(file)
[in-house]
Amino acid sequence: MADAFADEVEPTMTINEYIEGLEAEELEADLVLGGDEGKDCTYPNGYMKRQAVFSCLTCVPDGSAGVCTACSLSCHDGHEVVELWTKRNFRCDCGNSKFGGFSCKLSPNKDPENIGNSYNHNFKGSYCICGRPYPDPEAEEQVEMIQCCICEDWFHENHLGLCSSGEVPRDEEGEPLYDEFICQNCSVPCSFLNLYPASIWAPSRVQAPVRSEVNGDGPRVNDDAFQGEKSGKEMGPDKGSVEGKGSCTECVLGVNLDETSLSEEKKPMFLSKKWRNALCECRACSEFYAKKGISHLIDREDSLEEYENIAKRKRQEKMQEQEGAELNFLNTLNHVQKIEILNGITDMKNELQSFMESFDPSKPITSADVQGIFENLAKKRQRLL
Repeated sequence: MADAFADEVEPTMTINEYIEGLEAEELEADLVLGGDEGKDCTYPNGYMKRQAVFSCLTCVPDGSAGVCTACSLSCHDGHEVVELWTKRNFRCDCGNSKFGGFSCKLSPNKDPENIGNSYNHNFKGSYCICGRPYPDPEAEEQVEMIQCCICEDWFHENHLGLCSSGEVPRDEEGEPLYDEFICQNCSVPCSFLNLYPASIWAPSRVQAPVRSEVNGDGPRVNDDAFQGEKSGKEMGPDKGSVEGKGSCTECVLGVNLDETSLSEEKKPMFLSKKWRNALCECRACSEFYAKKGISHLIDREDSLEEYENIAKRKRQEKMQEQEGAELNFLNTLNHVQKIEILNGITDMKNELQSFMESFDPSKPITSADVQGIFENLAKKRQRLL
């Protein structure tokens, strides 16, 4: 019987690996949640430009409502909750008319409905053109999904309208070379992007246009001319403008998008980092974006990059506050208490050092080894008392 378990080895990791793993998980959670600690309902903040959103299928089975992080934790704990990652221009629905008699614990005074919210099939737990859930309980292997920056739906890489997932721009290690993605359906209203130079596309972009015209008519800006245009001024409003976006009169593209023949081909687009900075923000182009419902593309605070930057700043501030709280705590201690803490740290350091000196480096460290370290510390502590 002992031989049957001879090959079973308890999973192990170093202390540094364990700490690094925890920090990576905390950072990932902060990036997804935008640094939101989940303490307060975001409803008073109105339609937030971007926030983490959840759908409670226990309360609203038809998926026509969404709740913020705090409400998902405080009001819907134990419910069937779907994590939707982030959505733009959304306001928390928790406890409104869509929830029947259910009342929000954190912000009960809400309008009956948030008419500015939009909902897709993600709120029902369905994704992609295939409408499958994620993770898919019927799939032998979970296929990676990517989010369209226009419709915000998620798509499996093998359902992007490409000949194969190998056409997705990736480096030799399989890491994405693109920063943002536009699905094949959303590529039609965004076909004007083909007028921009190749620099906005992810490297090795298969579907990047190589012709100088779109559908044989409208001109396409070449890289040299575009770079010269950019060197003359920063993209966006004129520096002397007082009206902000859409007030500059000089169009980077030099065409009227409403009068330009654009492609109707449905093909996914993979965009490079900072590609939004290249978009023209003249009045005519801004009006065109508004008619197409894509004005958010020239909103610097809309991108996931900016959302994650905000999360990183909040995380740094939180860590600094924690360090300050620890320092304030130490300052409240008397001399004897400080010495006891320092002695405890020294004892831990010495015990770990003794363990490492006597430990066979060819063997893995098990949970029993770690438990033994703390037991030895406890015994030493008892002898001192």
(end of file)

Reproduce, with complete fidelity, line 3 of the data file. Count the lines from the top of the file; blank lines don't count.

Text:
Repeated sequence: MADAFADEVEPTMTINEYIEGLEAEELEADLVLGGDEGKDCTYPNGYMKRQAVFSCLTCVPDGSAGVCTACSLSCHDGHEVVELWTKRNFRCDCGNSKFGGFSCKLSPNKDPENIGNSYNHNFKGSYCICGRPYPDPEAEEQVEMIQCCICEDWFHENHLGLCSSGEVPRDEEGEPLYDEFICQNCSVPCSFLNLYPASIWAPSRVQAPVRSEVNGDGPRVNDDAFQGEKSGKEMGPDKGSVEGKGSCTECVLGVNLDETSLSEEKKPMFLSKKWRNALCECRACSEFYAKKGISHLIDREDSLEEYENIAKRKRQEKMQEQEGAELNFLNTLNHVQKIEILNGITDMKNELQSFMESFDPSKPITSADVQGIFENLAKKRQRLL